Where Law, Morality, Ethics, and Religion Meet –
Biotechnology and Human Dignity –
While many areas of patent law are concrete and clear, neat and tidy, biotechnology patents are not. The rapid growth of biotechnology research pushes the limits of patent law, creating controversy, disagreement, and yes, court cases. The ability to patent life forms, organisms, and particularly human beings or parts of human beings is a topic that involves law, morality, ethics, and religion, and where they all meet there will certainly be controversy. Concerns that patenting living organisms violate the sanctity of life are primarily based on religious tenets and beliefs that are important and must be carefully considered. The notion of patenting parts of a human has received a great deal of opposition in recent years, and the controversy is far from over. Concerns over changes in the basic nature of humanity, creation of quasi-human life forms, a degradation of the value of human life, and the negativity associated with humans “playing God” are all very real and very problematic issues that must be addressed with each and every advance in the field of biotechnology and assertion of patent rights on the resulting inventions.
So, with such a consequential perspective on the topic of patenting life forms, what really is patentable? Title 35 of the United States Code, Section 101 defines what is patentable by stating that “Whoever invents or discovers any new and useful process, machine, manufacture, or composition of matter, or any new and useful improvement thereof, may obtain a patent therefor, subject to the conditions and requirements of this title.”1,2 This simple leading statute has been the subject of countless court cases that have molded and shaped the interpretation of “what is patentable” over the years.
Patenting Life Forms
The original Patent Act of 1793, authored by Thomas Jefferson, could never have envisioned that life forms would even be considered for patent protection. In fact, an 1889 tenet stated that you can’t patent the trees of the forest or the plants of the earth. Of course the Plant Patent Act of 1930 changed all that by allowing new varieties of asexually produced plants that are the products of plant breeders to be patent eligible.3 Then in 1972, in the famous case1 of Diamond v. Chakrabarty, a biochemist at General Electric by the name of Anand Chakrabarty developed a genetically engineered bacterium that could break down crude oil. His patent application was rejected under 35 U.S.C. §101. He appealed and took his case all the way to the Supreme Court, which ultimately ruled in his favor by determining that “His claim is not to a hitherto unknown natural phenomenon, but to a nonnaturally occurring manufacture or composition of matter-a product of human ingenuity…”. In 1981 he was issued U.S. Patent 4,259,444. From that point in time, life forms have been patentable to some degree, and many patents have issued that relate to non-human life forms.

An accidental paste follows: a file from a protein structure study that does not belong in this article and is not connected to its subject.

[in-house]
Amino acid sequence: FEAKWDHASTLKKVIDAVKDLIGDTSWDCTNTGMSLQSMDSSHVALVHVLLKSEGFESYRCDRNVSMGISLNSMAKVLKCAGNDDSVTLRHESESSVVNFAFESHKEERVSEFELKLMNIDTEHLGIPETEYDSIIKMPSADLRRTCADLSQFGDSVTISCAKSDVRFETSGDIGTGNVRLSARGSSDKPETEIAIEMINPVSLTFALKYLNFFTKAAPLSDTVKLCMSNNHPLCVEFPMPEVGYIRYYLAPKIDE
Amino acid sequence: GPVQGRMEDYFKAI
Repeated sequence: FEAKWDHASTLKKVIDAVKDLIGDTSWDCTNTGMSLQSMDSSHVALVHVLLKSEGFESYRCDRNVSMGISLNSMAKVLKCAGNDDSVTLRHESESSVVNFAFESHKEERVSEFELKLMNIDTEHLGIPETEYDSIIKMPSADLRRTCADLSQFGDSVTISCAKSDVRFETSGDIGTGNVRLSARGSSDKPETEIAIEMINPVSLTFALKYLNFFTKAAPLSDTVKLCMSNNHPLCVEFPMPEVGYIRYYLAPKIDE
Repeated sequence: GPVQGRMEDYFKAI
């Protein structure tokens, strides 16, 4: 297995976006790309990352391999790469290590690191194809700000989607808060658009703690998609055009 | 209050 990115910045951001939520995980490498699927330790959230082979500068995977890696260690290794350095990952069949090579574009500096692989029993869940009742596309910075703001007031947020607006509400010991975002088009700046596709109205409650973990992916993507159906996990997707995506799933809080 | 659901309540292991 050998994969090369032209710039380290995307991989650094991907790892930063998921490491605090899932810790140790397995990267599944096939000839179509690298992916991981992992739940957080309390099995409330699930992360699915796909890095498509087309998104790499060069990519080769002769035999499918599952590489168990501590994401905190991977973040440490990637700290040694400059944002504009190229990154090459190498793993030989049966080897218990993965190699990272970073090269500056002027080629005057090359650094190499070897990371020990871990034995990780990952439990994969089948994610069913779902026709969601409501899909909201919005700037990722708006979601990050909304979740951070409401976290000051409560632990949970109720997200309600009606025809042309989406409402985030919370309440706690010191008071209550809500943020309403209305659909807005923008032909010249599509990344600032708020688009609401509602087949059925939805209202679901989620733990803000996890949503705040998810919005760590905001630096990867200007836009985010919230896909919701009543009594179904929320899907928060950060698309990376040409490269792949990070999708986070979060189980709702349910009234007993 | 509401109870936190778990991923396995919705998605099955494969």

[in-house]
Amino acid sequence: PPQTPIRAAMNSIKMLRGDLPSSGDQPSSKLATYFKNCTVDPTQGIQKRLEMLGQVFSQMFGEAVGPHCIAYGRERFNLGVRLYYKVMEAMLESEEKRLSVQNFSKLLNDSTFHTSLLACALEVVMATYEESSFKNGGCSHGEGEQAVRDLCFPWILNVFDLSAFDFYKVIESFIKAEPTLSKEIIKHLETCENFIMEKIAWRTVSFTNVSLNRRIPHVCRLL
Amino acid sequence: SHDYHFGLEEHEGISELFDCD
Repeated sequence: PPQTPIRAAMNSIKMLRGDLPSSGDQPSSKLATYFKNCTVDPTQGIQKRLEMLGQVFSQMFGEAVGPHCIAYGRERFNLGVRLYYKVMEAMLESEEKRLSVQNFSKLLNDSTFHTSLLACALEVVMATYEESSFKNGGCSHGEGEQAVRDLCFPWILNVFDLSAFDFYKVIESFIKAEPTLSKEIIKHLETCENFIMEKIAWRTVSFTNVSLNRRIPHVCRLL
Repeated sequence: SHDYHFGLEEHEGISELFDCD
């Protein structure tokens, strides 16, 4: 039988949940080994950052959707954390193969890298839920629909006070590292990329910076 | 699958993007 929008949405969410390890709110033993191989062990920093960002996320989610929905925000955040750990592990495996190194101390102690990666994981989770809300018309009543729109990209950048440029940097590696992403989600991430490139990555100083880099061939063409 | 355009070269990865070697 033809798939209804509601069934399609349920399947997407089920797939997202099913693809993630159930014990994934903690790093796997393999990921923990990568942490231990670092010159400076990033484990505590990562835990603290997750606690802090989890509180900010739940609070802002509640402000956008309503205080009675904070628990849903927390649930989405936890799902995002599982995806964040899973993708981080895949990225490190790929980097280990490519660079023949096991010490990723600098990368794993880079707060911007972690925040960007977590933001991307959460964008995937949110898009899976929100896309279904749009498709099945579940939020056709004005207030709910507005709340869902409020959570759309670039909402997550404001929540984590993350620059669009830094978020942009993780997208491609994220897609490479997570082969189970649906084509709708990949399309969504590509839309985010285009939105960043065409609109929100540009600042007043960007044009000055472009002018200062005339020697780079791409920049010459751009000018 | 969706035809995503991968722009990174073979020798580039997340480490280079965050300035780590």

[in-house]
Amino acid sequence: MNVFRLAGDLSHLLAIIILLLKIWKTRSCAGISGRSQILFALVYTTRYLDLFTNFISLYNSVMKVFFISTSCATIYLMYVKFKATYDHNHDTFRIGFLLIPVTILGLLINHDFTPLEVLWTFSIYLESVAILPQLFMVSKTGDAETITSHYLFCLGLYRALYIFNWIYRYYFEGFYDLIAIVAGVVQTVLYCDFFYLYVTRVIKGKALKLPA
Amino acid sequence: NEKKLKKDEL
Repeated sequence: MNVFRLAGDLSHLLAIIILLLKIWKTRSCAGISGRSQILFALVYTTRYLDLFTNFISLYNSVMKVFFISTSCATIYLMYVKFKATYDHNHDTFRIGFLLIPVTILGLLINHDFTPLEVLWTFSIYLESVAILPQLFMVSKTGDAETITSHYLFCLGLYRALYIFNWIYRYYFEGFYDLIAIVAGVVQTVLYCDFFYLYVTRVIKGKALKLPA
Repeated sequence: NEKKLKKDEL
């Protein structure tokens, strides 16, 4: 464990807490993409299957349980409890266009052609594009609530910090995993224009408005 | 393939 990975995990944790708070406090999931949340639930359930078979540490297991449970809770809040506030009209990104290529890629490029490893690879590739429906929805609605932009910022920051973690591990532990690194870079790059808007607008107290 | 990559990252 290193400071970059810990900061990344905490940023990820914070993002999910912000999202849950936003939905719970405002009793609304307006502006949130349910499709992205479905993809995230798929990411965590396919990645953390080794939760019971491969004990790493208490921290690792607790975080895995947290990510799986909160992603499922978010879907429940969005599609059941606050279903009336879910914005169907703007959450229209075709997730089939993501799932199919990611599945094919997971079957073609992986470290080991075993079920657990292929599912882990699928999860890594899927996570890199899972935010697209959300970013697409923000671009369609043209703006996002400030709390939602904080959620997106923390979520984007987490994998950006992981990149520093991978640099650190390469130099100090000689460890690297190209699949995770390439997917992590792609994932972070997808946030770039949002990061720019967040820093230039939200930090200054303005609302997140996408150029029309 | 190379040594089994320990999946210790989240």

Slavery and Other Forbidden Property Rights
A patent is a property right, and the condition where one human being is owned by another is considered slavery, and violates the 13th amendment to the constitution. The United States Patent and Trademark Office has long upheld the policy that a claim encompassing a human being is not patentable. With the rapid growth of biotechnology, genetic engineering, and related fields, this policy and its relationship to 35 U.S.C. §101 and what is considered patentable seemed to need further definition by lawmakers. Representative Dave Weldon in the early 00’s advocated language to further codify the policy of the United States Patent and Trademark Office to not patent human organisms.
And Along Comes the America Invents Act